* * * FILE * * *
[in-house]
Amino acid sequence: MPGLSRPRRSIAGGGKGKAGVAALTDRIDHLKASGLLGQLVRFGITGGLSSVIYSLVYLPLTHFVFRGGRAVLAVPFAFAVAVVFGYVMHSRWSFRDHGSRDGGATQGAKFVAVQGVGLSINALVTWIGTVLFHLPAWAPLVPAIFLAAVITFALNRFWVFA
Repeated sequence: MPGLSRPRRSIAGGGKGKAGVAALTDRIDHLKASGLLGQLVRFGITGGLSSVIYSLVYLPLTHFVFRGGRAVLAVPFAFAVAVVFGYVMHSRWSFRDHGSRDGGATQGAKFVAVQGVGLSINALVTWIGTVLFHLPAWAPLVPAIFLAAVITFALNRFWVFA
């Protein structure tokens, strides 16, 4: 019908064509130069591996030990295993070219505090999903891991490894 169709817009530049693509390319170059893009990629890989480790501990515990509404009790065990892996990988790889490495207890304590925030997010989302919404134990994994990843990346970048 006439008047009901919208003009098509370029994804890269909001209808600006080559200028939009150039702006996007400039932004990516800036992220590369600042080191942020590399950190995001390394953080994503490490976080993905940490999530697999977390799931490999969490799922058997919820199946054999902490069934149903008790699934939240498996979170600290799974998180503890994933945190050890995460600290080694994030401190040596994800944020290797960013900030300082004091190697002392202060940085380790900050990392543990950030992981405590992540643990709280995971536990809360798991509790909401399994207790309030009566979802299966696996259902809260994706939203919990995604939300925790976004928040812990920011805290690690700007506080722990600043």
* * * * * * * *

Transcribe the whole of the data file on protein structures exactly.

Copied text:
[in-house]
Amino acid sequence: MPGLSRPRRSIAGGGKGKAGVAALTDRIDHLKASGLLGQLVRFGITGGLSSVIYSLVYLPLTHFVFRGGRAVLAVPFAFAVAVVFGYVMHSRWSFRDHGSRDGGATQGAKFVAVQGVGLSINALVTWIGTVLFHLPAWAPLVPAIFLAAVITFALNRFWVFA
Repeated sequence: MPGLSRPRRSIAGGGKGKAGVAALTDRIDHLKASGLLGQLVRFGITGGLSSVIYSLVYLPLTHFVFRGGRAVLAVPFAFAVAVVFGYVMHSRWSFRDHGSRDGGATQGAKFVAVQGVGLSINALVTWIGTVLFHLPAWAPLVPAIFLAAVITFALNRFWVFA
């Protein structure tokens, strides 16, 4: 019908064509130069591996030990295993070219505090999903891991490894 169709817009530049693509390319170059893009990629890989480790501990515990509404009790065990892996990988790889490495207890304590925030997010989302919404134990994994990843990346970048 006439008047009901919208003009098509370029994804890269909001209808600006080559200028939009150039702006996007400039932004990516800036992220590369600042080191942020590399950190995001390394953080994503490490976080993905940490999530697999977390799931490999969490799922058997919820199946054999902490069934149903008790699934939240498996979170600290799974998180503890994933945190050890995460600290080694994030401190040596994800944020290797960013900030300082004091190697002392202060940085380790900050990392543990950030992981405590992540643990709280995971536990809360798991509790909401399994207790309030009566979802299966696996259902809260994706939203919990995604939300925790976004928040812990920011805290690690700007506080722990600043």